The memo is aimed at delivering on a campaign promise. In a Foreign Policy essay written during the 2020 campaign, Biden pledged to “lead efforts internationally to bring transparency to the global financial system, go after illicit tax havens, seize stolen assets, and make it more difficult for leaders who steal from their people to hide behind anonymous front companies.”

On Wednesday, the Treasury Department announced sanctions against a number of Bulgarian officials and businessmen and their related entities, in what was said to be the department's single biggest action targeting corruption to date.

During Secretary of State Antony Blinken’s visit to Central America this week, corruption in the region was a major focus of his private conversations with foreign leaders. During her trip to the region next week, Vice President Kamala Harris is expected to raise the issue when she meets with the presidents of Guatemala and Mexico.

 

 


African Kleptocrats watch with unease as sanctions bite their Russian counterparts

The systematic looting of African economies by Africans is not news. While it remains the primary source of the continent’s perennial economic woes and has caused millions of premature deaths, the West’s sanctions against Russian kleptocrats have renewed interest on how to effectively return stolen assets to African countries. The United Kingdom and the United States have been very helpful in this effort in recent years but more needs to be done through asset forfeiture programs and prosecution to discourage Africans from despoiling their respective economies.

The article by Thorsten Benner and Ricardo Soares de Oliveira highlights and recounts  this scourge on developing economies and their potential to destabilize recipient economies.

 

*Kleptocracy isn’t just a Russian problem.

Benner, Thorsten and de Oliveira, Soares

Amid the revulsion caused by Russia’s invasion of Ukraine, the West’s belated retaliation against Kremlin-linked oligarchs stands out. Their power and influence, especially in London, have been carefully documented over the years by journalists such as Catherine Belton and Oliver Bullough braving tough libel laws.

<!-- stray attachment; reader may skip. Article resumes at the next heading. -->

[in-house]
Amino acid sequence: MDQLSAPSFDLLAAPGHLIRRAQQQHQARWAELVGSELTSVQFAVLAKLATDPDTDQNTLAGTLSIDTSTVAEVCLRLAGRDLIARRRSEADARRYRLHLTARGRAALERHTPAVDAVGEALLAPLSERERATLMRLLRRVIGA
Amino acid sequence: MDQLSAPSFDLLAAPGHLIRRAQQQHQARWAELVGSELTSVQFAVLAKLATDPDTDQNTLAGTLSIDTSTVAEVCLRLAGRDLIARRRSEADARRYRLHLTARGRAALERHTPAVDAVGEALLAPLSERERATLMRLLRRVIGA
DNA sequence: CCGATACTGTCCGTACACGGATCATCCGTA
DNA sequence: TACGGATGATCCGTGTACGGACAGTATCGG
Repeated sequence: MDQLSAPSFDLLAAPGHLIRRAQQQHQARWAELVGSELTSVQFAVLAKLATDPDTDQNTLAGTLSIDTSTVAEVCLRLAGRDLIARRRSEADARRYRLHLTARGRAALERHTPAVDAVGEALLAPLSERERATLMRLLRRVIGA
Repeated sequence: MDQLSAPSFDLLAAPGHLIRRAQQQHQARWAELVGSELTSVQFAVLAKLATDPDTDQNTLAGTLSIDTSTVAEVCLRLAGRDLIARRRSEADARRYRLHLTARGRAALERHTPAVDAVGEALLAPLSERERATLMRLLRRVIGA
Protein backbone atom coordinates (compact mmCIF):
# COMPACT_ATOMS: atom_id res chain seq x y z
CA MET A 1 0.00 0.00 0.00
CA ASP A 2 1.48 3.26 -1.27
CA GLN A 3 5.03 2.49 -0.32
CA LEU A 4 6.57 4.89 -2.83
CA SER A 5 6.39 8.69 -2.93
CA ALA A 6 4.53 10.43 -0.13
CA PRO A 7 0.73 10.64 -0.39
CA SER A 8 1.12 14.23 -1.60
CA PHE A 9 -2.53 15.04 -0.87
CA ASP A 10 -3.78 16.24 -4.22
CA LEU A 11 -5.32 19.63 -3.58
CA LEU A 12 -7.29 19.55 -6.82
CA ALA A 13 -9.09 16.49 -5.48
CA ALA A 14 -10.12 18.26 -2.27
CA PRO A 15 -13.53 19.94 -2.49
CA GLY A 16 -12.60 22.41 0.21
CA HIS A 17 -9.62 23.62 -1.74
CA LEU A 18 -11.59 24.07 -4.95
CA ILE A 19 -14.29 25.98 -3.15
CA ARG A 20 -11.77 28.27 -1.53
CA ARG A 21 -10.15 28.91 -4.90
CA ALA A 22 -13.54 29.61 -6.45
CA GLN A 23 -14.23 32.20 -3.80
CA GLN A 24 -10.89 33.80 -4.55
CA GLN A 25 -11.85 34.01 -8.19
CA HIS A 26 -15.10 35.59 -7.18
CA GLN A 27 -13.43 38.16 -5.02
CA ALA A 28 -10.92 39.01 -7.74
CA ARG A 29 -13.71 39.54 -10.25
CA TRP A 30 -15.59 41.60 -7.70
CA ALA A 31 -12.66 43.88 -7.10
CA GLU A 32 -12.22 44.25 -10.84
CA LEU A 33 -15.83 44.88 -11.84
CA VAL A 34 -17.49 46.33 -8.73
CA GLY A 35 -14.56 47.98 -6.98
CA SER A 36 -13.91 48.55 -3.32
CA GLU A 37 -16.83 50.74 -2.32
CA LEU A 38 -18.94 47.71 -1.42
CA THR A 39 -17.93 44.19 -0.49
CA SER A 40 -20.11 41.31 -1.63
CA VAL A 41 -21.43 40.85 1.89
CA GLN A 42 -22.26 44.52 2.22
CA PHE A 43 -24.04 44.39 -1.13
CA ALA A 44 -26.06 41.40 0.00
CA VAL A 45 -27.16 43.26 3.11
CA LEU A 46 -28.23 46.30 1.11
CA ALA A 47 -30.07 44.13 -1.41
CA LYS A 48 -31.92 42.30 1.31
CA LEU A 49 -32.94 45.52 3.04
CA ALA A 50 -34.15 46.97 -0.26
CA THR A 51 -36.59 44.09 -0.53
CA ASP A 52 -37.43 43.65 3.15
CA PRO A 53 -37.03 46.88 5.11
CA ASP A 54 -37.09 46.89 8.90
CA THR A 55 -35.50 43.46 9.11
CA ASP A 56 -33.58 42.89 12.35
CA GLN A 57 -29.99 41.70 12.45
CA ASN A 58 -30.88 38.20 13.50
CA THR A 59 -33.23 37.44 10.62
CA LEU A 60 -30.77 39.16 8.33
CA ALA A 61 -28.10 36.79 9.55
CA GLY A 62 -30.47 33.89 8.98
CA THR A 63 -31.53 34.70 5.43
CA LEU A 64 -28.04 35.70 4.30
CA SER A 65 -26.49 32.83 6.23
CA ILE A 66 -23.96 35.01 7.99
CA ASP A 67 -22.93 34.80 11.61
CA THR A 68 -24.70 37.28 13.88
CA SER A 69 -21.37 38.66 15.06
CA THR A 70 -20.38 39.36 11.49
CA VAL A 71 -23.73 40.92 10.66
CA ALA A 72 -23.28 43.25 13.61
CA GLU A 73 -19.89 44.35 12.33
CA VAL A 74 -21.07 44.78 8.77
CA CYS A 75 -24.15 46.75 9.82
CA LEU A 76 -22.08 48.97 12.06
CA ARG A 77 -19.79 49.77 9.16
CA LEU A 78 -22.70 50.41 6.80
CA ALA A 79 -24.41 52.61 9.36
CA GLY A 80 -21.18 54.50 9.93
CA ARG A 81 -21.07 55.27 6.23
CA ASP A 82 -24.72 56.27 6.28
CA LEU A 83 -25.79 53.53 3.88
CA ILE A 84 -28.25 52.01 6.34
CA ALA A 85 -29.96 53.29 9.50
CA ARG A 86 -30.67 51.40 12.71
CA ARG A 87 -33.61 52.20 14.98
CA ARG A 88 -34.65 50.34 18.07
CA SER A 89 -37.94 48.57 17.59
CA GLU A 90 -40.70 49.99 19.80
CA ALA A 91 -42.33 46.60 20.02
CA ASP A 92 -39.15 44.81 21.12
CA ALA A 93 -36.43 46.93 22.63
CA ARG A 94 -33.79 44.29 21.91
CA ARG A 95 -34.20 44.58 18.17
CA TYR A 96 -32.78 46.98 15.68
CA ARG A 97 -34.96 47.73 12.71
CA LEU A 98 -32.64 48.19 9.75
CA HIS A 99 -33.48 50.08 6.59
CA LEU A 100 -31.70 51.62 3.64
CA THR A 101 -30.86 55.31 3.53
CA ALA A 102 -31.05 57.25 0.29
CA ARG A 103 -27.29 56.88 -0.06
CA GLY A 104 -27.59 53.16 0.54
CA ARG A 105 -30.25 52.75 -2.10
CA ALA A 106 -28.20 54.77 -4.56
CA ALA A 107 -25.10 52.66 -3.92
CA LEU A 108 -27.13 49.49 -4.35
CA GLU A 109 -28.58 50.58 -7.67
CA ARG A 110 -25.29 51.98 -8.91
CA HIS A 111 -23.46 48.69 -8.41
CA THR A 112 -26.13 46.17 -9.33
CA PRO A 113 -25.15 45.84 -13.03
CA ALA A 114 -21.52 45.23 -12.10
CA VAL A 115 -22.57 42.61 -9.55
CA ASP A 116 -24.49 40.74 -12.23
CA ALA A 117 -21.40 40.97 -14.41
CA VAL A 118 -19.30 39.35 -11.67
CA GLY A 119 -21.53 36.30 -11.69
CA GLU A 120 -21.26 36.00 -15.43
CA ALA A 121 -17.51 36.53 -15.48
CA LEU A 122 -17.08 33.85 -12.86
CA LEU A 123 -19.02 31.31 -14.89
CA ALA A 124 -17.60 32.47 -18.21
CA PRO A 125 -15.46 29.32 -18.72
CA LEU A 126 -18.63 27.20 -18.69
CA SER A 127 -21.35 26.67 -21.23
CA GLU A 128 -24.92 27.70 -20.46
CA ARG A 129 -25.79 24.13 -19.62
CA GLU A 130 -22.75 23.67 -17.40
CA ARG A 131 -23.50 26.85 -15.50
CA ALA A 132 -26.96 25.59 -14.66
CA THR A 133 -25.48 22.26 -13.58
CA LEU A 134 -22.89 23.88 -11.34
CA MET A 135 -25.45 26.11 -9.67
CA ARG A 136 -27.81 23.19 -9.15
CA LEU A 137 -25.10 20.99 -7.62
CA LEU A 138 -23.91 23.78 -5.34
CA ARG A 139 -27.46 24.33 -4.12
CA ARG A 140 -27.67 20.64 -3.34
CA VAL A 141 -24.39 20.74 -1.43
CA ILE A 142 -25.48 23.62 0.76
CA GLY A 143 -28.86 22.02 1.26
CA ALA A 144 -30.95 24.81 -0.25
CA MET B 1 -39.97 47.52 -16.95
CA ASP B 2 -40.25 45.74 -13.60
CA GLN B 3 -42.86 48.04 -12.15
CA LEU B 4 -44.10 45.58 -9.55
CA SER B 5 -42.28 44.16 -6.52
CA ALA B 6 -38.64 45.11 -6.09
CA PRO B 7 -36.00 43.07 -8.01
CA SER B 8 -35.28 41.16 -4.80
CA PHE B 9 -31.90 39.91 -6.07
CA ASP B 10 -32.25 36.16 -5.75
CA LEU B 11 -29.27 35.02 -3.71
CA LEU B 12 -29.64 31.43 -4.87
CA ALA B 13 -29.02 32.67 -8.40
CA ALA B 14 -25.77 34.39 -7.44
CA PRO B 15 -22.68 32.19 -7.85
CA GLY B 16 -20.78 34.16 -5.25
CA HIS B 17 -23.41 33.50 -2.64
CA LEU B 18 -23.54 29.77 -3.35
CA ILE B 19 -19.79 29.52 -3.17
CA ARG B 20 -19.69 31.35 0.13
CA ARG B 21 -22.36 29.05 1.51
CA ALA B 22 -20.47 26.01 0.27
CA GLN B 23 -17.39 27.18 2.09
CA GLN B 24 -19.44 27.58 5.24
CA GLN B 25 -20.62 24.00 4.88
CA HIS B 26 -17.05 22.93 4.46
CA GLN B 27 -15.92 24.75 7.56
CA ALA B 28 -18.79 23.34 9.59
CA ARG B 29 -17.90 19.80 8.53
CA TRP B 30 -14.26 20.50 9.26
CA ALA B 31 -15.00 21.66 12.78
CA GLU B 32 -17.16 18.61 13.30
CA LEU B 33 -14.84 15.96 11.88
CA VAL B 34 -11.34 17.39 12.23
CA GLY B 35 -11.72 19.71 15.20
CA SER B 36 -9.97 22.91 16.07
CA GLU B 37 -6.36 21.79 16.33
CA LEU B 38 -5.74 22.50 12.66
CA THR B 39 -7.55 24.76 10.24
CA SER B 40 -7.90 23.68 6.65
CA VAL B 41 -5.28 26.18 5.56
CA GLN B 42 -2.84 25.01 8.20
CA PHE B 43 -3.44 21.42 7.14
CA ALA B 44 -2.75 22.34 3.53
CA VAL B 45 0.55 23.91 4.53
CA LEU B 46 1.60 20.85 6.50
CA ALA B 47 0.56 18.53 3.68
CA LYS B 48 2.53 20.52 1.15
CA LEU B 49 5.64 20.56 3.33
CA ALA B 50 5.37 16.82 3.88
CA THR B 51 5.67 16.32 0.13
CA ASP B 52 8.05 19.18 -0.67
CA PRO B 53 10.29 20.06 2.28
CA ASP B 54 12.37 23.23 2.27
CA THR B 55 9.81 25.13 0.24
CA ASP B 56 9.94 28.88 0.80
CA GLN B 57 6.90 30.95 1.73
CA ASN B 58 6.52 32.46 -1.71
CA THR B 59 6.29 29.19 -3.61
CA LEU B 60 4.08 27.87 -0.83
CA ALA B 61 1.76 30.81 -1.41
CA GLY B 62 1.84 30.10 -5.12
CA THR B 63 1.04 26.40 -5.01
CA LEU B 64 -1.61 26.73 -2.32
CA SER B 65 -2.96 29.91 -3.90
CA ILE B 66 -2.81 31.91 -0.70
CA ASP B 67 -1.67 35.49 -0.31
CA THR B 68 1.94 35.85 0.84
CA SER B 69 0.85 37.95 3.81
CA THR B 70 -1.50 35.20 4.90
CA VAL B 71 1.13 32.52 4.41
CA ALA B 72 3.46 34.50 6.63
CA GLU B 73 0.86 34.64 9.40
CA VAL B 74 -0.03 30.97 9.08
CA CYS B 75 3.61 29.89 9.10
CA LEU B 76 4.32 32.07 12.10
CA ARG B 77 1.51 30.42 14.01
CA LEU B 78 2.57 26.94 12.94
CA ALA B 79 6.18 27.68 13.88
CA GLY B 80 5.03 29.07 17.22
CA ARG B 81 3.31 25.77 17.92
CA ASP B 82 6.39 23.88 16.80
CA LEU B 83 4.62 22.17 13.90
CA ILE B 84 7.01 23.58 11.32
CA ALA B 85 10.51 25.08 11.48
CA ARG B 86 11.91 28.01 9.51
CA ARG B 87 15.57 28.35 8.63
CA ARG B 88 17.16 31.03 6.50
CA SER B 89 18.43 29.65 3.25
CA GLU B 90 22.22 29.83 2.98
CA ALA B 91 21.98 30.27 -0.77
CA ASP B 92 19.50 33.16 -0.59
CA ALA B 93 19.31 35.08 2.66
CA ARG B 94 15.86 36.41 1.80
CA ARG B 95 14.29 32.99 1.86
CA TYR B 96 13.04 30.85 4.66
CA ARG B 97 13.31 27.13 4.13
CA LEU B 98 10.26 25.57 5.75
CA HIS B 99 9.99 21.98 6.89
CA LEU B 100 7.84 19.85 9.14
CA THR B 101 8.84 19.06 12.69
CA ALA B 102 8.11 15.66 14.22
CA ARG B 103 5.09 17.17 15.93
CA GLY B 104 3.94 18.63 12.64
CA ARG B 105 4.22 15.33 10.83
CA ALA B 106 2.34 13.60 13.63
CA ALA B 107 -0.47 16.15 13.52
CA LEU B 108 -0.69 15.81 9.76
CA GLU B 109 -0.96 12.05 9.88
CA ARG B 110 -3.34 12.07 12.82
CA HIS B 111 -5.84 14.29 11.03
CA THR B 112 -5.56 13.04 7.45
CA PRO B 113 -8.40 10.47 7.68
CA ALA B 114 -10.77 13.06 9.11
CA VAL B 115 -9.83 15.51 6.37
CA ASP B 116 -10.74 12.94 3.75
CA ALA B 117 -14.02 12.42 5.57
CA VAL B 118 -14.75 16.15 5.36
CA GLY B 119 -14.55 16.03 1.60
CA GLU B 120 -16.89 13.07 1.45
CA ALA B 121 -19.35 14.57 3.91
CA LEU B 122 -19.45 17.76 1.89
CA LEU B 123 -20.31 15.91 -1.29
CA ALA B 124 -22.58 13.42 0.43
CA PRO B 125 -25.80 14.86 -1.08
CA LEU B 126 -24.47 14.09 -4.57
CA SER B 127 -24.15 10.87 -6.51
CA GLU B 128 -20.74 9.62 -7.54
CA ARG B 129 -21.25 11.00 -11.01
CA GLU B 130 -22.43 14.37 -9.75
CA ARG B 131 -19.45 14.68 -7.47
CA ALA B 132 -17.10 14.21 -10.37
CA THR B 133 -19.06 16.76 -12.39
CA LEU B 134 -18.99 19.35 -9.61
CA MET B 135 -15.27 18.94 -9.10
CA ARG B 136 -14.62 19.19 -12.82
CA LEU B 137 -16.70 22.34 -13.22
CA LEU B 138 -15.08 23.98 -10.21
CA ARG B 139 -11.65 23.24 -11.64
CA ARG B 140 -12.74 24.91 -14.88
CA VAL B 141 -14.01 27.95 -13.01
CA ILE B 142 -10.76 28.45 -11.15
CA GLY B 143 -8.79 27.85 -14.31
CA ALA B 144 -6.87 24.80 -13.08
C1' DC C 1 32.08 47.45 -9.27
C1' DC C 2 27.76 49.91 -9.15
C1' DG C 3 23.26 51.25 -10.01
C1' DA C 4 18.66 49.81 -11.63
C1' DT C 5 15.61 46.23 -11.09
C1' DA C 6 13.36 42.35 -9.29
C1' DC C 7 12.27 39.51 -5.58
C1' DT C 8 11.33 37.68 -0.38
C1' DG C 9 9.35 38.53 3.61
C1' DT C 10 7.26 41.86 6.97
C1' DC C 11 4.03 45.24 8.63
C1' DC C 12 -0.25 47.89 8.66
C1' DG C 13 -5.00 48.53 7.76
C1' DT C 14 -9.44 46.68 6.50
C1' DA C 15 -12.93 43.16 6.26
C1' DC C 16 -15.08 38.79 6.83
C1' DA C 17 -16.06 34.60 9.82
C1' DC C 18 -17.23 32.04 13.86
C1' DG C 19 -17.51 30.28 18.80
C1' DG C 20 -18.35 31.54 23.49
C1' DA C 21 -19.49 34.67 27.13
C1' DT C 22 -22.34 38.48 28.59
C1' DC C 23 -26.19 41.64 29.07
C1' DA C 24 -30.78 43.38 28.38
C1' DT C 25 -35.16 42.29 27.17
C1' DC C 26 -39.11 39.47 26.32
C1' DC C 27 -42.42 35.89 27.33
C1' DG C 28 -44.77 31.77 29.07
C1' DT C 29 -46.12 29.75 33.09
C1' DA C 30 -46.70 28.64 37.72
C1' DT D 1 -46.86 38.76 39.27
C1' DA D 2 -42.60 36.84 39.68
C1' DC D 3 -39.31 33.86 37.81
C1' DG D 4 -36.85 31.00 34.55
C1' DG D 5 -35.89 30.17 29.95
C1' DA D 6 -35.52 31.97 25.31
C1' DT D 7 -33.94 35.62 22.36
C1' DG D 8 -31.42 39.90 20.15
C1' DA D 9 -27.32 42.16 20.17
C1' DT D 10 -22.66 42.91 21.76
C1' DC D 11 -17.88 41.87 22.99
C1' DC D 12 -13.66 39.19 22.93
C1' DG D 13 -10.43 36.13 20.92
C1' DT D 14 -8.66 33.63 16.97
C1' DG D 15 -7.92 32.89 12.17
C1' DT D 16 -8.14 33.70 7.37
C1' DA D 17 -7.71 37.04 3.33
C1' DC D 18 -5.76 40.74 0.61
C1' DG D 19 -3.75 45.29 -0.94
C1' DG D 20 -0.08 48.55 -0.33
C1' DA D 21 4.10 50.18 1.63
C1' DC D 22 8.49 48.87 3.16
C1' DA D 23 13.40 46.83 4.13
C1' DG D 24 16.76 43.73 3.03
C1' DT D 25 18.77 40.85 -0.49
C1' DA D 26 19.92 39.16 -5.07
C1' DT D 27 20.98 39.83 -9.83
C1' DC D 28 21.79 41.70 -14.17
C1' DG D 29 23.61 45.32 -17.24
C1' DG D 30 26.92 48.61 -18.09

With the help of numerous professional facilitators in London and a string of UK-controlled tax havens, oligarchs laundered the capital they accrued after “looting with Putin” and built strong links to the British upper crust. They emerged as respectable supporters of sports clubs, museums, universities, think tanks and political parties, co-opting large segments of the London elite in the process. In this manner, they maximised the global influence of the Russian president, Vladimir Putin, and helped convince him of the West’s cupidity and decadent character. Those who pointed out the resulting dangers were often dismissed as radical or unhinged, and their warnings went unheeded until much too late.

For now, the UK is taking a noticeably more piecemeal approach to sanctions on oligarchs than the European Union. But even if it finally dismantles Russian interests in London, a purely Russia-focused approach risks leaving the modus operandi of so-called Londongrad intact, not just in London but across Western financial capitals.